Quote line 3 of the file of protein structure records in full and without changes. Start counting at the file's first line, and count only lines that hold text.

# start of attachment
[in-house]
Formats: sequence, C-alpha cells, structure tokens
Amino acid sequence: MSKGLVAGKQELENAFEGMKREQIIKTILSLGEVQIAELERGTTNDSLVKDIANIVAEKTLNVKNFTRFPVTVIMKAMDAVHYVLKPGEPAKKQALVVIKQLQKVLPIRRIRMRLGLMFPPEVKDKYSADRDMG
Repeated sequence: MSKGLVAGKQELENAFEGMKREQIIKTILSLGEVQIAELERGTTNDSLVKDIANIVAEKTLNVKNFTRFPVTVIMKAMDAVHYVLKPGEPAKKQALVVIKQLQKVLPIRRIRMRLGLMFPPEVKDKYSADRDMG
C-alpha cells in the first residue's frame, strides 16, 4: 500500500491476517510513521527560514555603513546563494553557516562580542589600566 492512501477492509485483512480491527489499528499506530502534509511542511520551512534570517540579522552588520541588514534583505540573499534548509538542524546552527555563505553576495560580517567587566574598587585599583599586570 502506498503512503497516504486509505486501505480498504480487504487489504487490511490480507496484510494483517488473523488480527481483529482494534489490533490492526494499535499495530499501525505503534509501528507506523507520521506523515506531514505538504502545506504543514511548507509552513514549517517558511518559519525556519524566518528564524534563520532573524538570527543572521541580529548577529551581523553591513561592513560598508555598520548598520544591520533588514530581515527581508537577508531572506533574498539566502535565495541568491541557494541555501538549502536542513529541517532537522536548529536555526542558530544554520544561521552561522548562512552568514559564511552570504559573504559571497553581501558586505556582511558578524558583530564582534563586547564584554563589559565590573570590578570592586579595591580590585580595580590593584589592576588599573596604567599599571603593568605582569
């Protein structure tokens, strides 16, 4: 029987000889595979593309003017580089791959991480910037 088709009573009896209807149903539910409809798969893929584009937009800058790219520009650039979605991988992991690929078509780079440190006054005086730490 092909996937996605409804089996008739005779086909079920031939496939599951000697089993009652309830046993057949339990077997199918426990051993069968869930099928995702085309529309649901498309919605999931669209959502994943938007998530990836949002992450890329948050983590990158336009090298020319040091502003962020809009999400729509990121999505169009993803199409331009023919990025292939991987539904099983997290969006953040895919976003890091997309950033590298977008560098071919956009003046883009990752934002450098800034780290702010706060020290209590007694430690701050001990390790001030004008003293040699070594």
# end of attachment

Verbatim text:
Amino acid sequence: MSKGLVAGKQELENAFEGMKREQIIKTILSLGEVQIAELERGTTNDSLVKDIANIVAEKTLNVKNFTRFPVTVIMKAMDAVHYVLKPGEPAKKQALVVIKQLQKVLPIRRIRMRLGLMFPPEVKDKYSADRDMG